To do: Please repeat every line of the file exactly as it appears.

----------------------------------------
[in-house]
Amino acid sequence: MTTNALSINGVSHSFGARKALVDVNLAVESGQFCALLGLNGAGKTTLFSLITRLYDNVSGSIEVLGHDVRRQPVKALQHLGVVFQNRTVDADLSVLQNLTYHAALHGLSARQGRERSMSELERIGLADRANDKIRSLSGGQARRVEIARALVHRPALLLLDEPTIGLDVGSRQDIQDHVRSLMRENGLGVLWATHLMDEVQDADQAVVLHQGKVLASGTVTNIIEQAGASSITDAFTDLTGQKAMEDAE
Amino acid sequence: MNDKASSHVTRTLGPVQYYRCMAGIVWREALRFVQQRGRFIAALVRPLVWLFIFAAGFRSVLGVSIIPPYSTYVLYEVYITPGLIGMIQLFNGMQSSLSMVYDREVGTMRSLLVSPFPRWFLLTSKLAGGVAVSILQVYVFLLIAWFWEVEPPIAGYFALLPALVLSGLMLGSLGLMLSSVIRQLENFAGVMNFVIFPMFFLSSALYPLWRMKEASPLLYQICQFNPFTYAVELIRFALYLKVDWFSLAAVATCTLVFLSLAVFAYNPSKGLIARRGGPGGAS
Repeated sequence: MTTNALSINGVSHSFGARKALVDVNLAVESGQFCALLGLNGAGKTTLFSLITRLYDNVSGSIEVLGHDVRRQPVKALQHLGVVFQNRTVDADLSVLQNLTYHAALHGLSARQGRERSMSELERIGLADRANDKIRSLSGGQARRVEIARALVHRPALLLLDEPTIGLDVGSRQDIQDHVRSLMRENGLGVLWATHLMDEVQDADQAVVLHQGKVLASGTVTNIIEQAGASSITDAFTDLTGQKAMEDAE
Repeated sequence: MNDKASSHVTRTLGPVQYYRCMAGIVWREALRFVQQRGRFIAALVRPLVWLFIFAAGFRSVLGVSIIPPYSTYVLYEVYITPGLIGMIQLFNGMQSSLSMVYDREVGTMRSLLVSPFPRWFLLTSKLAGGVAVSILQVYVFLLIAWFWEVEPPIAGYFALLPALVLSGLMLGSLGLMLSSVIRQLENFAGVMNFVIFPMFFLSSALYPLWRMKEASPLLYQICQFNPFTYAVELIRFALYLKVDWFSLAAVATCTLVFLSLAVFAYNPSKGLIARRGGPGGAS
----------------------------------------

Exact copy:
[in-house]
Amino acid sequence: MTTNALSINGVSHSFGARKALVDVNLAVESGQFCALLGLNGAGKTTLFSLITRLYDNVSGSIEVLGHDVRRQPVKALQHLGVVFQNRTVDADLSVLQNLTYHAALHGLSARQGRERSMSELERIGLADRANDKIRSLSGGQARRVEIARALVHRPALLLLDEPTIGLDVGSRQDIQDHVRSLMRENGLGVLWATHLMDEVQDADQAVVLHQGKVLASGTVTNIIEQAGASSITDAFTDLTGQKAMEDAE
Amino acid sequence: MNDKASSHVTRTLGPVQYYRCMAGIVWREALRFVQQRGRFIAALVRPLVWLFIFAAGFRSVLGVSIIPPYSTYVLYEVYITPGLIGMIQLFNGMQSSLSMVYDREVGTMRSLLVSPFPRWFLLTSKLAGGVAVSILQVYVFLLIAWFWEVEPPIAGYFALLPALVLSGLMLGSLGLMLSSVIRQLENFAGVMNFVIFPMFFLSSALYPLWRMKEASPLLYQICQFNPFTYAVELIRFALYLKVDWFSLAAVATCTLVFLSLAVFAYNPSKGLIARRGGPGGAS
Repeated sequence: MTTNALSINGVSHSFGARKALVDVNLAVESGQFCALLGLNGAGKTTLFSLITRLYDNVSGSIEVLGHDVRRQPVKALQHLGVVFQNRTVDADLSVLQNLTYHAALHGLSARQGRERSMSELERIGLADRANDKIRSLSGGQARRVEIARALVHRPALLLLDEPTIGLDVGSRQDIQDHVRSLMRENGLGVLWATHLMDEVQDADQAVVLHQGKVLASGTVTNIIEQAGASSITDAFTDLTGQKAMEDAE
Repeated sequence: MNDKASSHVTRTLGPVQYYRCMAGIVWREALRFVQQRGRFIAALVRPLVWLFIFAAGFRSVLGVSIIPPYSTYVLYEVYITPGLIGMIQLFNGMQSSLSMVYDREVGTMRSLLVSPFPRWFLLTSKLAGGVAVSILQVYVFLLIAWFWEVEPPIAGYFALLPALVLSGLMLGSLGLMLSSVIRQLENFAGVMNFVIFPMFFLSSALYPLWRMKEASPLLYQICQFNPFTYAVELIRFALYLKVDWFSLAAVATCTLVFLSLAVFAYNPSKGLIARRGGPGGAS